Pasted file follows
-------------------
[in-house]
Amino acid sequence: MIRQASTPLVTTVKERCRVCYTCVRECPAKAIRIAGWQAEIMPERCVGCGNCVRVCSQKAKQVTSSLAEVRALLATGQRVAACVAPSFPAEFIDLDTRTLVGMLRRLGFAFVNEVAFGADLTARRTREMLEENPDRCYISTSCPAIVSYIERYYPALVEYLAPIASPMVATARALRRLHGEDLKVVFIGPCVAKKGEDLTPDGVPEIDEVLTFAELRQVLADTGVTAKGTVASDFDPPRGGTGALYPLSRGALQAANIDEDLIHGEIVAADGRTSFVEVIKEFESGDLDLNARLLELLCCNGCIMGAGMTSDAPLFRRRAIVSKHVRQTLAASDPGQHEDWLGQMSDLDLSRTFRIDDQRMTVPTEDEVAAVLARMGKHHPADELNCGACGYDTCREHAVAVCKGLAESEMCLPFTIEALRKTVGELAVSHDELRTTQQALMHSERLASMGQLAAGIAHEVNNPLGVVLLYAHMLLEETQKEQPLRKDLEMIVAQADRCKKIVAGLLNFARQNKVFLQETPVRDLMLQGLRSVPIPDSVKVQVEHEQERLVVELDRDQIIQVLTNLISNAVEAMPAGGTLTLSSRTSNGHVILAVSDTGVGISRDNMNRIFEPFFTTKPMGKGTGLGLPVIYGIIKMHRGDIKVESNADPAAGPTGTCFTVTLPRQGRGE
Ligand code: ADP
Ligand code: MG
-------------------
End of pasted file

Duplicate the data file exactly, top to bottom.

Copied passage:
[in-house]
Amino acid sequence: MIRQASTPLVTTVKERCRVCYTCVRECPAKAIRIAGWQAEIMPERCVGCGNCVRVCSQKAKQVTSSLAEVRALLATGQRVAACVAPSFPAEFIDLDTRTLVGMLRRLGFAFVNEVAFGADLTARRTREMLEENPDRCYISTSCPAIVSYIERYYPALVEYLAPIASPMVATARALRRLHGEDLKVVFIGPCVAKKGEDLTPDGVPEIDEVLTFAELRQVLADTGVTAKGTVASDFDPPRGGTGALYPLSRGALQAANIDEDLIHGEIVAADGRTSFVEVIKEFESGDLDLNARLLELLCCNGCIMGAGMTSDAPLFRRRAIVSKHVRQTLAASDPGQHEDWLGQMSDLDLSRTFRIDDQRMTVPTEDEVAAVLARMGKHHPADELNCGACGYDTCREHAVAVCKGLAESEMCLPFTIEALRKTVGELAVSHDELRTTQQALMHSERLASMGQLAAGIAHEVNNPLGVVLLYAHMLLEETQKEQPLRKDLEMIVAQADRCKKIVAGLLNFARQNKVFLQETPVRDLMLQGLRSVPIPDSVKVQVEHEQERLVVELDRDQIIQVLTNLISNAVEAMPAGGTLTLSSRTSNGHVILAVSDTGVGISRDNMNRIFEPFFTTKPMGKGTGLGLPVIYGIIKMHRGDIKVESNADPAAGPTGTCFTVTLPRQGRGE
Ligand code: ADP
Ligand code: MG